Cat (selectively) got your tongue?

15 Nov

(To the tune of the Brady Bunch theme song):

Here’s the story of a lovely lady
Who was drinking with two pretty wing-girls.
All of them were having fun with each other.
They were in no way churls.

Here’s the story of a man named Andy
Who was drinking with some mates of his own.
They were three men hanging out together
Yet they were all alone.

Till this one night when the ladies met the fellas …

… that’s where the song ends because the ladies and the fellas didn’t meet.

manMap meets Martin PlaceOut surveying on Friday night at Martin Place Bar an unattached surveyee drew my attention to three women in their 20s sitting on a nearby couch. They were dressed glam-casual, so they’d clearly made the effort to freshen up and change after work. Anyone who looked at them would have assumed they were single because:

  1. There were no rings on fourth fingers.
  2. There were no men with them.
  3. They’d made an effort to look feminine and attractive (eg. frocks and heels, freshly straightened hair, evening make-up and accessories).

Sure, it could’ve been a girls’ night out while the boyfriends played poker. But to the general passer-by they appeared to be single ladies looking their best.

My surveyee and his mates were sitting at a table about two metres away. They were a nice, non-psycho looking trio which is why I’d approached them. They didn’t seem like guys who’d be rude to you if you said hi. Although two of the three guys were in relationships, anyone who looked at them would’ve thought they might be single. There were no women with them and no obvious signs of wedding bands. But as my surveyee pointed out, the groups didn’t interact. The girls stayed on the couch and the guys stayed at the table.

The groups were varied looks-wise. The three girls were all attractive but they had different styles and colouring. The guys were a mixed bunch too: one in a suit, one semi-casual and one more casual, all attractive in their own way. So you’d think there was something appealing for everyone. But as my surveyee pointed out, the girls didn’t approach the guys. And because he felt socially awkward, he didn’t feel comfortable going over to them.

And so my surveyee put the question to me: why don’t women approach men?

I rattled off a few reasons I thought were true:

  • We fear rejection.
  • We spot other women in the room we think are more attractive than us, so we give up.
  • We worry that if we start talking to a guy and realise we don’t like him, we’ll have an awkward time escaping.
  • We feel that the man should initiate contact.
  • We think that if a guy’s interested he’ll make the first move; ie. if no one’s hitting on us no one must like the look of us.

In other dating cultures, women don’t suffer from these concerns. New York women accept that competition’s fierce and that they either need to be assertive or embrace a possible future alone.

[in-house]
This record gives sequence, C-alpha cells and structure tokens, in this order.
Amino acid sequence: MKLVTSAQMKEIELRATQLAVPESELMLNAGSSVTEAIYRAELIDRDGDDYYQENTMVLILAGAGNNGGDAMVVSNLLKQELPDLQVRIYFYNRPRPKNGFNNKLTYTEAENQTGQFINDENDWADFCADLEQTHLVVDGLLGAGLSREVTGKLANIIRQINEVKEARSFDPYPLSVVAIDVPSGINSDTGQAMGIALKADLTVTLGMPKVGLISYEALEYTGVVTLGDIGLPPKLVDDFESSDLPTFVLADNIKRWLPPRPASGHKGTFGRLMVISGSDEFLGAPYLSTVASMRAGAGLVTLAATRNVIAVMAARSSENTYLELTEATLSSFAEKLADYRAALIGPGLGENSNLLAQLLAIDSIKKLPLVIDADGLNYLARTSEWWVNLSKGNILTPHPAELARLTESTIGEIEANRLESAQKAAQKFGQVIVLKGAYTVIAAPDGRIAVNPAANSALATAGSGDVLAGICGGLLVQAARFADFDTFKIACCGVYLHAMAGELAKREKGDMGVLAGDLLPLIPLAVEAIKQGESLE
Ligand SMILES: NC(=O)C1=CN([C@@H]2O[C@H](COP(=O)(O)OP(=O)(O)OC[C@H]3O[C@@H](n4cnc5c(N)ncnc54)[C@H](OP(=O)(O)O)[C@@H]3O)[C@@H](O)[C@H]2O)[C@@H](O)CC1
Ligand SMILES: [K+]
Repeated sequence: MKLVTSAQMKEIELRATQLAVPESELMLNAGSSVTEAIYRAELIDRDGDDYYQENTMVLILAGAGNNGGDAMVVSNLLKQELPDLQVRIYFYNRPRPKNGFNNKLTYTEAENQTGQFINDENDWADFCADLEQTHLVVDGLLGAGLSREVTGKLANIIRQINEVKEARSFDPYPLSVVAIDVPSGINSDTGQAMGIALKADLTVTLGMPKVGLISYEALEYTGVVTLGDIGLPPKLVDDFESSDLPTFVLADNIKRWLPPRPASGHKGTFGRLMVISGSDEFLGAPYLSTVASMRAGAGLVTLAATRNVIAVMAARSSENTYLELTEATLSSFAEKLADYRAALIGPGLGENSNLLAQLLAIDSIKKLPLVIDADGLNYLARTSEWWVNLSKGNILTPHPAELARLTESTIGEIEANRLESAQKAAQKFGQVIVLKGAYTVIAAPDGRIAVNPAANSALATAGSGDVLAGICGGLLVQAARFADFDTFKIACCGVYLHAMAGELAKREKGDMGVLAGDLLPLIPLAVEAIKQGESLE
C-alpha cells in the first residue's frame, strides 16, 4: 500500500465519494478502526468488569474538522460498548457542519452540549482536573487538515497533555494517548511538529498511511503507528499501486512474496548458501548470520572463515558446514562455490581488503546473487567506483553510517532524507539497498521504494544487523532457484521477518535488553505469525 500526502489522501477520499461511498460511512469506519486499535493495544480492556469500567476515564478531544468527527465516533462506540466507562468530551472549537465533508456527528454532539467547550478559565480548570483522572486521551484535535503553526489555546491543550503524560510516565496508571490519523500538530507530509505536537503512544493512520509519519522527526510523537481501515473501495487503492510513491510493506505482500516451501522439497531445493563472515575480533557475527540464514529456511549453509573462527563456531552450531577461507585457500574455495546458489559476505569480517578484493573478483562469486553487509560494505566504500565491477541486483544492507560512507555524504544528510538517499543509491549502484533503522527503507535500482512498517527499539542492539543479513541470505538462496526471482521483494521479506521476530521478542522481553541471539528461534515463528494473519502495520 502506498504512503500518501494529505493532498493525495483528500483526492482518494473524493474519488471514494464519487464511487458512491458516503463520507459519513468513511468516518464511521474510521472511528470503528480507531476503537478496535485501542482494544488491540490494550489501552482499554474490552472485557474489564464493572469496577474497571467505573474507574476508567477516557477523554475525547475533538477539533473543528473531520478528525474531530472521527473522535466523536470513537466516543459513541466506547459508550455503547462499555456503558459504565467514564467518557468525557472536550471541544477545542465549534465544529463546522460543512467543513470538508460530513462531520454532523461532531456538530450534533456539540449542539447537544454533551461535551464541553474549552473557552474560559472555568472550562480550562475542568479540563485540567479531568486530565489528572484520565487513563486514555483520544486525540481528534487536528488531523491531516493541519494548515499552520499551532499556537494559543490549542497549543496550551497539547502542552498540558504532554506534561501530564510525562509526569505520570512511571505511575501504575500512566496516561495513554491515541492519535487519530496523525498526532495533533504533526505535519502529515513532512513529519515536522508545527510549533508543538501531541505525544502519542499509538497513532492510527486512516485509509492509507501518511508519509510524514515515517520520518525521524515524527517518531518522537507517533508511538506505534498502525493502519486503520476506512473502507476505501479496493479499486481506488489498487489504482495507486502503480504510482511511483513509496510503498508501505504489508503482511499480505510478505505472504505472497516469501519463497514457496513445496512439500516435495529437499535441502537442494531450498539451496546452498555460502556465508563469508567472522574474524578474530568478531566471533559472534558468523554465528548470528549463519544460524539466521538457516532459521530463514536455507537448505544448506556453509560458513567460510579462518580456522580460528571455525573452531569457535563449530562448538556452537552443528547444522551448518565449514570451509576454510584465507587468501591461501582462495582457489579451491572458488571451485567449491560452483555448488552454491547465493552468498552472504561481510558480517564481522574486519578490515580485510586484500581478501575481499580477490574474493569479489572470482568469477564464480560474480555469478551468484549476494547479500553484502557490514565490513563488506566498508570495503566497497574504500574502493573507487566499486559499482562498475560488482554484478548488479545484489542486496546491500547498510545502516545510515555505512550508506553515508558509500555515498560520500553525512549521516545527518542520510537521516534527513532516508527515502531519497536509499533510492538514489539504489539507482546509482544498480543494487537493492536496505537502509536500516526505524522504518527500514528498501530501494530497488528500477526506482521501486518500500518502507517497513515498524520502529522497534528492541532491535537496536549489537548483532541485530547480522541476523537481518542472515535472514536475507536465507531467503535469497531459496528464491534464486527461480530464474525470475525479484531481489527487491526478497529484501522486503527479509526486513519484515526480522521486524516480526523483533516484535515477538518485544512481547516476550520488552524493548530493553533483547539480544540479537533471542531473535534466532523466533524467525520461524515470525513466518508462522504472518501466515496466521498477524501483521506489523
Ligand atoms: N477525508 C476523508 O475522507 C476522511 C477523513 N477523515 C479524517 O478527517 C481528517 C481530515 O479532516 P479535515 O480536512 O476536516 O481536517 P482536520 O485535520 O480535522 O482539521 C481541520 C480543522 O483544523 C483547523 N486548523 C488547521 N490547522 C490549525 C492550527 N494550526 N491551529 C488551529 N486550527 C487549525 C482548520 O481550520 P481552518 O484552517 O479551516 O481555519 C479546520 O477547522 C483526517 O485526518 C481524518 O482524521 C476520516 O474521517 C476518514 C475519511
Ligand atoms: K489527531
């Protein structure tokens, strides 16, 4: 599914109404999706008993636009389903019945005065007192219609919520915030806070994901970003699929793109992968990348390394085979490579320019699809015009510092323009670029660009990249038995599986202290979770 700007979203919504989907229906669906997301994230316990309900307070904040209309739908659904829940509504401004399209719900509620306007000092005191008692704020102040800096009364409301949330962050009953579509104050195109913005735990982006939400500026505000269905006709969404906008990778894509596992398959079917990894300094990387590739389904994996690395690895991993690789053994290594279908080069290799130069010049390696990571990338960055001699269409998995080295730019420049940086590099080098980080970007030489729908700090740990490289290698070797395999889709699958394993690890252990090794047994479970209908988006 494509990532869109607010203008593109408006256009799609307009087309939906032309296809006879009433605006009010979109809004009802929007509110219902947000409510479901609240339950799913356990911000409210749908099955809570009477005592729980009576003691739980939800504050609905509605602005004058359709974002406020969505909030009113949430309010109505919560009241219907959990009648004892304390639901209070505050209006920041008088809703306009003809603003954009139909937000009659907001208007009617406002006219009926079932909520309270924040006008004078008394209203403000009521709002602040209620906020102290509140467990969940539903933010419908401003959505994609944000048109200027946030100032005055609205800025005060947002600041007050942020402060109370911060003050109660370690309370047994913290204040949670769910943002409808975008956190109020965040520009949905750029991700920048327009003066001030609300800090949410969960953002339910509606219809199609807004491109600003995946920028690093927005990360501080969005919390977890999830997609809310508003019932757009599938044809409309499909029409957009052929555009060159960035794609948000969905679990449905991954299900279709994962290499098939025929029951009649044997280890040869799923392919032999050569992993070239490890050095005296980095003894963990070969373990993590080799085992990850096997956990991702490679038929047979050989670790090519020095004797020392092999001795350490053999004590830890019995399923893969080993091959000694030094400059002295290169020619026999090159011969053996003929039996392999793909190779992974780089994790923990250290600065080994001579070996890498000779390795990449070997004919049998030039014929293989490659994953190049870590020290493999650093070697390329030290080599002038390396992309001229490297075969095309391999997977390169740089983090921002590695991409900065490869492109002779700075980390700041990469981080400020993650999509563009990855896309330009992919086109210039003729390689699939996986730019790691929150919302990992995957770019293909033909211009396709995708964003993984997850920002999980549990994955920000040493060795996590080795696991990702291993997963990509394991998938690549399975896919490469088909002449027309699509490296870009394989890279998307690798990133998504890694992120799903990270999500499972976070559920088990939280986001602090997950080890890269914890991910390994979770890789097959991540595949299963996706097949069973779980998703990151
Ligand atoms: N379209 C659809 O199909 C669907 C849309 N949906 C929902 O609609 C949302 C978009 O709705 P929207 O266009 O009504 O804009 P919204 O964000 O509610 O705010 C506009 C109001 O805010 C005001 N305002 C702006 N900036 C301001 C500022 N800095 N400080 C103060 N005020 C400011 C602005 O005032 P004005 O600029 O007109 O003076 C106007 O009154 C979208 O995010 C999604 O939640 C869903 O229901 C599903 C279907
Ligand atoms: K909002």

But in Sydney, where statistically 7,000 women will miss out on a long-term relationship with a man, fear seems to drive us in the opposite direction. Instead of approaching that guy and flirting with abandon, we sit on a couch with our wing-girls sipping champagne, hoping guys will come to us.

So back to my surveyee’s question: why don’t Sydney women approach men? And what can we do to help women feel it’s ok to talk to guys they don’t know? 

I’d love to know your theories. Guy readers, tell us how you’d feel if a woman approached you. Would it be a turn-off or would you like it?

PS. Thank you to all the Martin Place Bar surveyees, particular the trio who inspired this post.

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4 Responses to “Cat (selectively) got your tongue?”

  1. Justin November 15, 2010 at 9:42 pm #

    The sad truth of the matter is that I probably wouldn’t realise it, if a woman came up to me in a bar. No one, even in the best of situations, will come out and say, hi, you look interesting,I thought I’d scope you out as a prospective partner. No, I would probably chat away oblivious to the fact, and only on my way home (alone), I’d think and go, hey wait a minute, I think maybe that girl might have been hitting on me.
    That is possibly (probably) the reason I am currently single. I hope everyone’s experience is not the same however.

    • Lucie Stevens November 16, 2010 at 7:20 pm #

      Thanks for reading Justin! I tend to be a bit oblivious too. Maybe next time it happens you should slip the girl your number. It’d be a nice reward for her for being brave enough to make the first move.

  2. Catherine November 16, 2010 at 3:07 pm #

    I liked this post, but I have to say that I think we suffer from the same problem in the US. I’ve been told so many times that men like to initiate… so many times, me and my friends lay back. If they want us, they’ll come to us. I’ll do a flirtatious smile, but that’s about it. Other times, I’m really aggressive. BUT: I think most women have bought into the storyline of men want to initiate and chase them (whether it’s true or not. I actually believe it to be true).

    • Lucie Stevens November 16, 2010 at 7:24 pm #

      I think it’s just part of the cultures we’ve been raised in. Sydney has a really conservative dating culture, so it’s no surprise that women think men should make the first move.
      My comment about NY women was based on a few conversations I’ve had with Aussie guys who’ve gone into shock by having so many women approach them. Maybe they were just in the right place at the right time, or women realised they weren’t from the US and thought they might be up for some casual fun. I look forward to investigating when I’m over there in January.
      Thanks for your comment Catherine – good to hear what’s happening on the other side of the globe. 🙂

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